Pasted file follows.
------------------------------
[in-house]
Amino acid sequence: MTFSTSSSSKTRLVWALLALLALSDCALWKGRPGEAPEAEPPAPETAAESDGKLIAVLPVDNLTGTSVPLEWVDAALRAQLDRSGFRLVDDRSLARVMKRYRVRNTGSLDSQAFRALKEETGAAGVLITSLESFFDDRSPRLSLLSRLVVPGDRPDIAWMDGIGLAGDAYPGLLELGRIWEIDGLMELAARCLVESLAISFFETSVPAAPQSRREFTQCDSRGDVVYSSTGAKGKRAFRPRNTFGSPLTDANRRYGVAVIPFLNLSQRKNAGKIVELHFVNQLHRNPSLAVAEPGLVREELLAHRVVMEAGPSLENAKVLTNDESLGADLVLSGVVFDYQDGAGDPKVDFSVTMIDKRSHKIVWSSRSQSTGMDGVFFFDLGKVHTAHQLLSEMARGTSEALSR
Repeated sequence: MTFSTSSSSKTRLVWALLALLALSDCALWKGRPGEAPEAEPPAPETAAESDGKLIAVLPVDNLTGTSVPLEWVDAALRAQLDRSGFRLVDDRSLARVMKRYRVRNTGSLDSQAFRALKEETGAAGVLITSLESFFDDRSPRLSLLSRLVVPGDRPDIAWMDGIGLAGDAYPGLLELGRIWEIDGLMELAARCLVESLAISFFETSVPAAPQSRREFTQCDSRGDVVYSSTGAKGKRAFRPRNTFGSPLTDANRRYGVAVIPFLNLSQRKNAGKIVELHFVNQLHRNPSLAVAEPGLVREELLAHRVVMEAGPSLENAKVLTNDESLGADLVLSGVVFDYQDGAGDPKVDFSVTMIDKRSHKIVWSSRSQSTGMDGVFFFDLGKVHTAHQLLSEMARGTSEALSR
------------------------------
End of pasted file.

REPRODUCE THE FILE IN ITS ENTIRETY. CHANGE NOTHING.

[in-house]
Amino acid sequence: MTFSTSSSSKTRLVWALLALLALSDCALWKGRPGEAPEAEPPAPETAAESDGKLIAVLPVDNLTGTSVPLEWVDAALRAQLDRSGFRLVDDRSLARVMKRYRVRNTGSLDSQAFRALKEETGAAGVLITSLESFFDDRSPRLSLLSRLVVPGDRPDIAWMDGIGLAGDAYPGLLELGRIWEIDGLMELAARCLVESLAISFFETSVPAAPQSRREFTQCDSRGDVVYSSTGAKGKRAFRPRNTFGSPLTDANRRYGVAVIPFLNLSQRKNAGKIVELHFVNQLHRNPSLAVAEPGLVREELLAHRVVMEAGPSLENAKVLTNDESLGADLVLSGVVFDYQDGAGDPKVDFSVTMIDKRSHKIVWSSRSQSTGMDGVFFFDLGKVHTAHQLLSEMARGTSEALSR
Repeated sequence: MTFSTSSSSKTRLVWALLALLALSDCALWKGRPGEAPEAEPPAPETAAESDGKLIAVLPVDNLTGTSVPLEWVDAALRAQLDRSGFRLVDDRSLARVMKRYRVRNTGSLDSQAFRALKEETGAAGVLITSLESFFDDRSPRLSLLSRLVVPGDRPDIAWMDGIGLAGDAYPGLLELGRIWEIDGLMELAARCLVESLAISFFETSVPAAPQSRREFTQCDSRGDVVYSSTGAKGKRAFRPRNTFGSPLTDANRRYGVAVIPFLNLSQRKNAGKIVELHFVNQLHRNPSLAVAEPGLVREELLAHRVVMEAGPSLENAKVLTNDESLGADLVLSGVVFDYQDGAGDPKVDFSVTMIDKRSHKIVWSSRSQSTGMDGVFFFDLGKVHTAHQLLSEMARGTSEALSR